• Nickel accumulation in paddy rice on serpentine soils containing high geogenic nickel contents in Taiwan 2017-12-01

    Abstract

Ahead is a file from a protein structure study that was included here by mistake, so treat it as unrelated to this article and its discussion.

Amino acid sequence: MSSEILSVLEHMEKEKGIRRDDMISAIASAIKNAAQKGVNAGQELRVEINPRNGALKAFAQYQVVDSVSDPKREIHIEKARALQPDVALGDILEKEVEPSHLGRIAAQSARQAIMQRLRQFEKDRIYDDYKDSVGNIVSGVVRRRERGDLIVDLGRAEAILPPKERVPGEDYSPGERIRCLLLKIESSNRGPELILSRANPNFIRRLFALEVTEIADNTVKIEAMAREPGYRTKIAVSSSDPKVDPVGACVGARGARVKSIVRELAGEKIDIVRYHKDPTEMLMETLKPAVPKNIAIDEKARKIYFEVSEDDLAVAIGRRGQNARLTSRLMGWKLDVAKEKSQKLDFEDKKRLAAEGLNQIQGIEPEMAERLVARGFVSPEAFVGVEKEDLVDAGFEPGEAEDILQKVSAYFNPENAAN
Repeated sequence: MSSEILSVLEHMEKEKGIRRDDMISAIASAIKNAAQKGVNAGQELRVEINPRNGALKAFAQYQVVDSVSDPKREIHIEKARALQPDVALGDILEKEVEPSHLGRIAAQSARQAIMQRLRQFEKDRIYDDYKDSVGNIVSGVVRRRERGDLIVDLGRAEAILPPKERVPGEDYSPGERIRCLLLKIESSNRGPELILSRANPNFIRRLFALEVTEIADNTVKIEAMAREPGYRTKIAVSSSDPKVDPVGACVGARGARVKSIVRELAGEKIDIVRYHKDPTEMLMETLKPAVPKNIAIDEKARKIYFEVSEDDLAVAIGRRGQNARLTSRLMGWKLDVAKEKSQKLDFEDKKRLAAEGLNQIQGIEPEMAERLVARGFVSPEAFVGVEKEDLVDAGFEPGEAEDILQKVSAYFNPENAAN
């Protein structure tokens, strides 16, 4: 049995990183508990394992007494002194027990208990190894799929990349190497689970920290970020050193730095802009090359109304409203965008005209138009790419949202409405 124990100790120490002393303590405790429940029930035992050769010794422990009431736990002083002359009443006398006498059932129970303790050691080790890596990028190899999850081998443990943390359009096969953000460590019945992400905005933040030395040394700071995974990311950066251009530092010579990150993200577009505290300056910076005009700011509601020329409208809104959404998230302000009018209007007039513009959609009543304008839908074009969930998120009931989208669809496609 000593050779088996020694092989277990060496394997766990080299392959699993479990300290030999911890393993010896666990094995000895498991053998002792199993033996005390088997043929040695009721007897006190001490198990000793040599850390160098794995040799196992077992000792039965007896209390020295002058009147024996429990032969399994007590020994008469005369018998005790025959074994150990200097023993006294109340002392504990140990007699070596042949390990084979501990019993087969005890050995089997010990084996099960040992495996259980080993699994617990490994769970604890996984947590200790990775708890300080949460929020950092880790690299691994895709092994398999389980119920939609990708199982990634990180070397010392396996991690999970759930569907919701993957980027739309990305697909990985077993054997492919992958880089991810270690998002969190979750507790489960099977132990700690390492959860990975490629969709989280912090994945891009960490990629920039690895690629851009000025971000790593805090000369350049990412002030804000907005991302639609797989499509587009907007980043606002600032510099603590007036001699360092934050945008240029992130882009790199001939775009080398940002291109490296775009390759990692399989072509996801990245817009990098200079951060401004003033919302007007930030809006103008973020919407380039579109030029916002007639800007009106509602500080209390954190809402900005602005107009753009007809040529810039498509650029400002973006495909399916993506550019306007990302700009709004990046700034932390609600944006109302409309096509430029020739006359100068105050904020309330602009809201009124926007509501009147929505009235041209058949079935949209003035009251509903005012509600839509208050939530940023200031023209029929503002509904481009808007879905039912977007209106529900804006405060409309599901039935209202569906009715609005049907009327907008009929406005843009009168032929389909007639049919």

We investigated the extractability of nickel (Ni) in serpentine soils collected from rice paddy fields in eastern Taiwan to evaluate the bioavailability of Ni in the soils as well as for demonstrating the health risks of Ni in rice. Total Ni concentrations in the soils ranged were 70.2–2730 mg/kg (mean, 472 mg/kg), greatly exceeding the natural background content and soil control standard in Taiwan. Available Ni concentration only accounts for <10% of total soil Ni content; 0.1 N HCl-extractable Ni was the more suitable index for Ni bioavailability in the soil to rice than was diethylenetriaminepentaacetic acid (DTPA)-extractable Ni. The accumulation ability of rice roots was much higher than that of its shoots; however, compared with those reported previously, our brown and polished rice samples contained much higher Ni concentrations, within the ranges of 1.50–4.53 and 2.45–5.54 mg/kg, respectively. On the basis of the provisional tolerable Ni intake for adults recommended by the World Health Organization (WHO), daily consumption of this rice can result in an excessive Ni intake.